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Cablegate: Kbr Perspective On Habur Gate

This record is a partial extract of the original cable. The full text of the original cable is not available.

UNCLAS ANKARA 007000

SIPDIS


SENSITIVE


E.O. 12958: N/A
TAGS: ECON EPET PREL IZ TU
SUBJECT: KBR PERSPECTIVE ON HABUR GATE

REF: ADANA 0241


1. (SBU-BUS SENS) A senior Kellogg, Brown and Root-Turkey
(KBR-T) manager met with PO on Oct. 31 to update the state
of current challenges to orderly flow in Turkey along the
Iraq ground line of communication (GLOC) as well as
transit bottlenecks at the Habur Gate. The KBR-T official
noted that the chief problem producing delays at the gate
continued to be duplicative, inefficient Turkish border
customs/immigration controls as reported in reftel, but
that private Turkish trucker diversion of petroleum, oil,
lubricant (POL) products was declining due to self-policing
by sub-contractors and concerted investigative efforts by
KBR-T staff. The largest buildup of trucking assets
continued to be at the Iraqi side of the gate as Turkish
customs officials scrutinized the empty trucks for possible
smuggled items unrelated to KBR-T POL
products.


2. (SBU-BUS SENS) He related that the Turkish drivers felt
increasingly insecure on the outbound trip from Iraq to
Turkey, particularly those returning from deliveries to the
Central Zone the vicinity of Baghdad. Recently, armed
robbers attacked a truck on the return trip and killed the
driver. According to the official, this was the first
fatality suffered by the Turkish truckers employed by KBR.
He noted that US military forces adequately protected the
loaded fuel convoys on the inbound trip from Turkey to
Iraq.


3. (SBU-BUS SENS) The official reiterated in this meeting
that the Turkish long-haul POL trucking capacity is near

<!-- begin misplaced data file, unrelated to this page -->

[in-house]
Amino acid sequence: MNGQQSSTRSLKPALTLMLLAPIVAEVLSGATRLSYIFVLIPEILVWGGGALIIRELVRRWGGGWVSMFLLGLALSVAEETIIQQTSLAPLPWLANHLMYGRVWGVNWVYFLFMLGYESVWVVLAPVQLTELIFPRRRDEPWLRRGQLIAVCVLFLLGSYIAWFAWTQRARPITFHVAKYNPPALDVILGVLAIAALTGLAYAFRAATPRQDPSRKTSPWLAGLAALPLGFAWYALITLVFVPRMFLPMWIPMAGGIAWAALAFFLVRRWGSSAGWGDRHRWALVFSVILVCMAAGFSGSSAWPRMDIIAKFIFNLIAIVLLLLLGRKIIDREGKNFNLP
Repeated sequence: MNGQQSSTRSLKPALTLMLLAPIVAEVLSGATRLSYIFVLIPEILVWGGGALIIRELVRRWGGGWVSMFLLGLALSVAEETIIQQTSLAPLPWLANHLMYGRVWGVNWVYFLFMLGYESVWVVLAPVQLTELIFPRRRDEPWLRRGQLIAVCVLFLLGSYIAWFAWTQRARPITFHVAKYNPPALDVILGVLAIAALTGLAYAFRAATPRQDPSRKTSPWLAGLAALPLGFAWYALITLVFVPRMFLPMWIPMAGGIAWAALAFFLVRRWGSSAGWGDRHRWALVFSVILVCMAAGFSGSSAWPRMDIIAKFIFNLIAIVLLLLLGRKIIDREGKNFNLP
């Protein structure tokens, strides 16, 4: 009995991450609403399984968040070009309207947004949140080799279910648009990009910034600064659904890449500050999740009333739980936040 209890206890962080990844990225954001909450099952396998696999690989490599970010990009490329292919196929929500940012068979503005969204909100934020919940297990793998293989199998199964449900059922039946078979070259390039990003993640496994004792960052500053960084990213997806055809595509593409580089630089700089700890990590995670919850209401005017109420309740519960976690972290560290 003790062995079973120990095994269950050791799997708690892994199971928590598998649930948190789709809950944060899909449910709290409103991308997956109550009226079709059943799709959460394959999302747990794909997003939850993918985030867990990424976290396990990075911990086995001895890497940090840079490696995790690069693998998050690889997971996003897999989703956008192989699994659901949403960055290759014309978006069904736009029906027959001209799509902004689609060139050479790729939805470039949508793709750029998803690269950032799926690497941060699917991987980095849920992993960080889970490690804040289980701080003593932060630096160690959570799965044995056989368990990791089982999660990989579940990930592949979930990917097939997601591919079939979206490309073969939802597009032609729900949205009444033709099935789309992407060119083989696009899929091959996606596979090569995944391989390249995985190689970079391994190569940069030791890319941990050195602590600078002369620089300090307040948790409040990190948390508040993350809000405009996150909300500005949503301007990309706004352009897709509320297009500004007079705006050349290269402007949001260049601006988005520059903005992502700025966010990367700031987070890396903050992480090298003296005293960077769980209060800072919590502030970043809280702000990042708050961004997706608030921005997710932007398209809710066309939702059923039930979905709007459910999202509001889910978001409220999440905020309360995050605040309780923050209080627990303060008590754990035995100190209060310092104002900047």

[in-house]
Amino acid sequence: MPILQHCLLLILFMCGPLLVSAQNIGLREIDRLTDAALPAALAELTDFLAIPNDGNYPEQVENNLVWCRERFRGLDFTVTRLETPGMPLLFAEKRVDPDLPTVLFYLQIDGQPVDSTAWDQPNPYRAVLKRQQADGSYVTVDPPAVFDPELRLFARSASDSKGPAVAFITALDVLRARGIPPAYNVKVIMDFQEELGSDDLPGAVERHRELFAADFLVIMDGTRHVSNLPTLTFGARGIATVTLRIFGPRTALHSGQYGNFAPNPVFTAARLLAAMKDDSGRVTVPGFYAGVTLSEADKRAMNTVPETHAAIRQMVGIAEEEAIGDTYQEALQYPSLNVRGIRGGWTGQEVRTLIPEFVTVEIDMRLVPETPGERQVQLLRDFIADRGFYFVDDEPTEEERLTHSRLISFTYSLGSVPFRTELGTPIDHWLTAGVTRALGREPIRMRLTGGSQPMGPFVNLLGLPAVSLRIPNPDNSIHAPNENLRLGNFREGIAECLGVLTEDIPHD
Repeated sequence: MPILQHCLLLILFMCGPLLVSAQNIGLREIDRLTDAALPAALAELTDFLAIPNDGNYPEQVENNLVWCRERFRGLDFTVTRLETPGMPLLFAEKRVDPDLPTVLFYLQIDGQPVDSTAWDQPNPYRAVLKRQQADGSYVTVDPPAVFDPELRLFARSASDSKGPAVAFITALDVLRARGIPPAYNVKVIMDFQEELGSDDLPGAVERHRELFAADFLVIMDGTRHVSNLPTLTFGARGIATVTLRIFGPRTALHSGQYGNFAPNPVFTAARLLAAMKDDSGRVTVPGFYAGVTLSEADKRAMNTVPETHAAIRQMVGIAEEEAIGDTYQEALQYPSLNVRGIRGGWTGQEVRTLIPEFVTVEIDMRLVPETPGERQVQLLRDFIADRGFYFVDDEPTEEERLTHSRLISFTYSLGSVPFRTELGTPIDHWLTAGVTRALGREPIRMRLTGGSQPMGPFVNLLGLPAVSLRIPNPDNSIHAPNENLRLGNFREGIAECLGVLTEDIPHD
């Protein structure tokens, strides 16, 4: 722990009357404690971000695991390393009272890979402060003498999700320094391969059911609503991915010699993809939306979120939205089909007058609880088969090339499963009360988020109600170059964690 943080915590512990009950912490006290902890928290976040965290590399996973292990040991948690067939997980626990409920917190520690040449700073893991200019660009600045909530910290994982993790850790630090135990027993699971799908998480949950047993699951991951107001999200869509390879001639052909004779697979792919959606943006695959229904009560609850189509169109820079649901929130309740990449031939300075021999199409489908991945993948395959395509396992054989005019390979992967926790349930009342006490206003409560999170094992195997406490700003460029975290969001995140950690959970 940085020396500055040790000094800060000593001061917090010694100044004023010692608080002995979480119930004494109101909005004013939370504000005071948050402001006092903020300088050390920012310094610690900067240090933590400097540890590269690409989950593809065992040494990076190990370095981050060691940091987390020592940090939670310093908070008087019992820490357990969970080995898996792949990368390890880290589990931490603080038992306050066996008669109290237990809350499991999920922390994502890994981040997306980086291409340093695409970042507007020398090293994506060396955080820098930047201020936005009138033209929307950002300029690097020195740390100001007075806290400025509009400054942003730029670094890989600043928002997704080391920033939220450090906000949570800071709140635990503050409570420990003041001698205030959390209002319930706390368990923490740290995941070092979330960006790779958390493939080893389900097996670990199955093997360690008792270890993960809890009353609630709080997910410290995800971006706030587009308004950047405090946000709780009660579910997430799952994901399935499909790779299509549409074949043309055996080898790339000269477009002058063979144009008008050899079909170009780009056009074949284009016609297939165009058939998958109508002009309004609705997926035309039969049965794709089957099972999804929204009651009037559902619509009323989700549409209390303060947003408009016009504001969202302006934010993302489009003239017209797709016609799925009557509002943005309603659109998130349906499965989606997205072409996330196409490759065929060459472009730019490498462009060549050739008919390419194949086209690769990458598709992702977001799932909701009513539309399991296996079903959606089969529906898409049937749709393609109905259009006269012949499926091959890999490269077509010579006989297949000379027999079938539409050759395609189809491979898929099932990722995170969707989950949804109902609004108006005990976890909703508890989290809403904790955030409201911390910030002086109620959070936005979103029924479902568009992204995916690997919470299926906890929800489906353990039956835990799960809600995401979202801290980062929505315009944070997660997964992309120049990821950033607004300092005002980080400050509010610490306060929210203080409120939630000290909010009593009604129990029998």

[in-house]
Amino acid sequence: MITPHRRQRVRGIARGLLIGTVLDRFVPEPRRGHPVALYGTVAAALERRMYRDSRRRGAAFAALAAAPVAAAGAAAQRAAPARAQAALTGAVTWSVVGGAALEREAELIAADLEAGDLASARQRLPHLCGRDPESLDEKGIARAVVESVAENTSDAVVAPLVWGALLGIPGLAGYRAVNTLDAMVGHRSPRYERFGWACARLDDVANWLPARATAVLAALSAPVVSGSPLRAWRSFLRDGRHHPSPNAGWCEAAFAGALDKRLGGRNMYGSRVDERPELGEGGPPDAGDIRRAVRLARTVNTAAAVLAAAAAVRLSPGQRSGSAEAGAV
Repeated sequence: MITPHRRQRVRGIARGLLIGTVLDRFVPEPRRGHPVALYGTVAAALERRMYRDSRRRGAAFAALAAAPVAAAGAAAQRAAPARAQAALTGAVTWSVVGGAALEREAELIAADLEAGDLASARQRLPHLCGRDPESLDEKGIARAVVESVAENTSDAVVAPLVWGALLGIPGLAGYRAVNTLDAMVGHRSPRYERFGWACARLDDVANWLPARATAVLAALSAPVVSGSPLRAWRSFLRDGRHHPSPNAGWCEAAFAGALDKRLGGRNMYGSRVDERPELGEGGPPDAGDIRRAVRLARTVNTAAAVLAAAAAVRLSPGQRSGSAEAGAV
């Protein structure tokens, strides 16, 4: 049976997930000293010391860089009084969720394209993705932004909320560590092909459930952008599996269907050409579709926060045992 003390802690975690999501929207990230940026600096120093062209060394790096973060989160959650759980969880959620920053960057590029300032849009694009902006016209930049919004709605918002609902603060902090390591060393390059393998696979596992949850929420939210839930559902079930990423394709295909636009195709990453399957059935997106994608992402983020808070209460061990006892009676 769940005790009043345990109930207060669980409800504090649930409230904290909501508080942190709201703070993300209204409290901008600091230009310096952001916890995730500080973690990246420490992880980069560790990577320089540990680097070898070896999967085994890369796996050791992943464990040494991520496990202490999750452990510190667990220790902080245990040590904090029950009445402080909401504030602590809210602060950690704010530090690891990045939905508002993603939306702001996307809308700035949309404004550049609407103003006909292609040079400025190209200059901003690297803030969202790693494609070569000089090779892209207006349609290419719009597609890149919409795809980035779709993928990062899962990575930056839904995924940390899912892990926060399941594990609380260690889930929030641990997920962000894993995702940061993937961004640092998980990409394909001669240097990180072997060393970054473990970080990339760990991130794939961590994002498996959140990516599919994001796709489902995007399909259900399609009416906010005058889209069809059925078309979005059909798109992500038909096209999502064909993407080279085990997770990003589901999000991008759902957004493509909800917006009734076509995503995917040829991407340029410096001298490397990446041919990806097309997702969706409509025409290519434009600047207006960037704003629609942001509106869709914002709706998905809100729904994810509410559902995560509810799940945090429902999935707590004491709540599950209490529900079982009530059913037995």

exhaustion making greater efficiency at the gate the
central concern. He said that the imminent start of a new
KBR-LOGCAP mission will make matters yet more complicated.
It will rely on Western and Central European truckers to
pass the gate over the next 90-110 days to deliver pre-
fabricated housing. Unlike tne existing KBR project, these
drivers will not have experience with Turkish routes,
Customs or language. Nor will they do more than one
roundtrip, which might otherwise allow for a learning curve
to produce greater transit efficiency. He stated that as
winter weather intensifies, the Turkish GLOC will further
deteriorate because of inadequate road maintenance. The
possibility of a Turkish deployment to Iraq utilizing the
Habur Gate would strain the infrastructure even further.
The focus on the Habur Gate crossing problems was becoming
more crucial he noted, because as winter approached, it
would become impossible to start work on or finish a second
crossing. Habur Gate, for all its problems, might well be
the only option until, at the earliest, next May, he
offered.
EDELMAN

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